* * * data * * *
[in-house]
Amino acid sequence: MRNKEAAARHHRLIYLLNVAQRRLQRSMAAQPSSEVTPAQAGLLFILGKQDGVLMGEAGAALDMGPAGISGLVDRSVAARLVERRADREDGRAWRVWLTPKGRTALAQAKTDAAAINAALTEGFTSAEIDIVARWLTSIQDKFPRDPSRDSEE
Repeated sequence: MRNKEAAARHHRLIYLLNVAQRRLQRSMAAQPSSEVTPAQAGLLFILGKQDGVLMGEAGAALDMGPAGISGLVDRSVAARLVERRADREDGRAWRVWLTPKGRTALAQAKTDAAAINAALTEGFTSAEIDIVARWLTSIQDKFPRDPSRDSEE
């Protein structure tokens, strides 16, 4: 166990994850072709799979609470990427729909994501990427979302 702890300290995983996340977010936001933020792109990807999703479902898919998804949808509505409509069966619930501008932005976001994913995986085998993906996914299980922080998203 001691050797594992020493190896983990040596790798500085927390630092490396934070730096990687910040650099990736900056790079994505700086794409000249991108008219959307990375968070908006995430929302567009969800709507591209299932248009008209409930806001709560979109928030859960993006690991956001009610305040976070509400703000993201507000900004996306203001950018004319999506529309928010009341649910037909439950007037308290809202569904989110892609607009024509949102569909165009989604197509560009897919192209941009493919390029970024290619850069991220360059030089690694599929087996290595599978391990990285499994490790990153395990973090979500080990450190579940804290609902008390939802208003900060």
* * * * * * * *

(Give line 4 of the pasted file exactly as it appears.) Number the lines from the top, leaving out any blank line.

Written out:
């Protein structure tokens, strides 16, 4: 166990994850072709799979609470990427729909994501990427979302 702890300290995983996340977010936001933020792109990807999703479902898919998804949808509505409509069966619930501008932005976001994913995986085998993906996914299980922080998203 001691050797594992020493190896983990040596790798500085927390630092490396934070730096990687910040650099990736900056790079994505700086794409000249991108008219959307990375968070908006995430929302567009969800709507591209299932248009008209409930806001709560979109928030859960993006690991956001009610305040976070509400703000993201507000900004996306203001950018004319999506529309928010009341649910037909439950007037308290809202569904989110892609607009024509949102569909165009989604197509560009897919192209941009493919390029970024290619850069991220360059030089690694599929087996290595599978391990990285499994490790990153395990973090979500080990450190579940804290609902008390939802208003900060």